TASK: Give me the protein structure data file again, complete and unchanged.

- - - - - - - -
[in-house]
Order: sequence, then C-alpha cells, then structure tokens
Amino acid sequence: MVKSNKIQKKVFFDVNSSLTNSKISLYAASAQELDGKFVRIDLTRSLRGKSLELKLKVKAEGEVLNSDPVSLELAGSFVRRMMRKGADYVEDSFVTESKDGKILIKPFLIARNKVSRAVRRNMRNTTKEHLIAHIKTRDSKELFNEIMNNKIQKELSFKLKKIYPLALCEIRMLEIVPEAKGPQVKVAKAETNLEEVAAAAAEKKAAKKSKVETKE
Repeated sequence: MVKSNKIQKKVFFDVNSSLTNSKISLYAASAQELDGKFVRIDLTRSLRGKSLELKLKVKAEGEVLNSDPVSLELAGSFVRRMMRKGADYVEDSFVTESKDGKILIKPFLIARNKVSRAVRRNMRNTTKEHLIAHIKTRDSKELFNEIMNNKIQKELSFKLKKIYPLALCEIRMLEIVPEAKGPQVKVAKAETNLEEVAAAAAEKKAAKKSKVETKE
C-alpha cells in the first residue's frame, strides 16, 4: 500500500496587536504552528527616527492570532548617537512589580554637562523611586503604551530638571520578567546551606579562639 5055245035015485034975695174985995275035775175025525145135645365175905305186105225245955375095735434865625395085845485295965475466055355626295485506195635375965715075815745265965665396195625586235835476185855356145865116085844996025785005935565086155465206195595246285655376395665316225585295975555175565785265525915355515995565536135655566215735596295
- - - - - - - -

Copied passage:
[in-house]
Order: sequence, then C-alpha cells, then structure tokens
Amino acid sequence: MVKSNKIQKKVFFDVNSSLTNSKISLYAASAQELDGKFVRIDLTRSLRGKSLELKLKVKAEGEVLNSDPVSLELAGSFVRRMMRKGADYVEDSFVTESKDGKILIKPFLIARNKVSRAVRRNMRNTTKEHLIAHIKTRDSKELFNEIMNNKIQKELSFKLKKIYPLALCEIRMLEIVPEAKGPQVKVAKAETNLEEVAAAAAEKKAAKKSKVETKE
Repeated sequence: MVKSNKIQKKVFFDVNSSLTNSKISLYAASAQELDGKFVRIDLTRSLRGKSLELKLKVKAEGEVLNSDPVSLELAGSFVRRMMRKGADYVEDSFVTESKDGKILIKPFLIARNKVSRAVRRNMRNTTKEHLIAHIKTRDSKELFNEIMNNKIQKELSFKLKKIYPLALCEIRMLEIVPEAKGPQVKVAKAETNLEEVAAAAAEKKAAKKSKVETKE
C-alpha cells in the first residue's frame, strides 16, 4: 500500500496587536504552528527616527492570532548617537512589580554637562523611586503604551530638571520578567546551606579562639 5055245035015485034975695174985995275035775175025525145135645365175905305186105225245955375095735434865625395085845485295965475466055355626295485506195635375965715075815745265965665396195625586235835476185855356145865116085844996025785005935565086155465206195595246285655376395665316225585295975555175565785265525915355515995565536135655566215735596295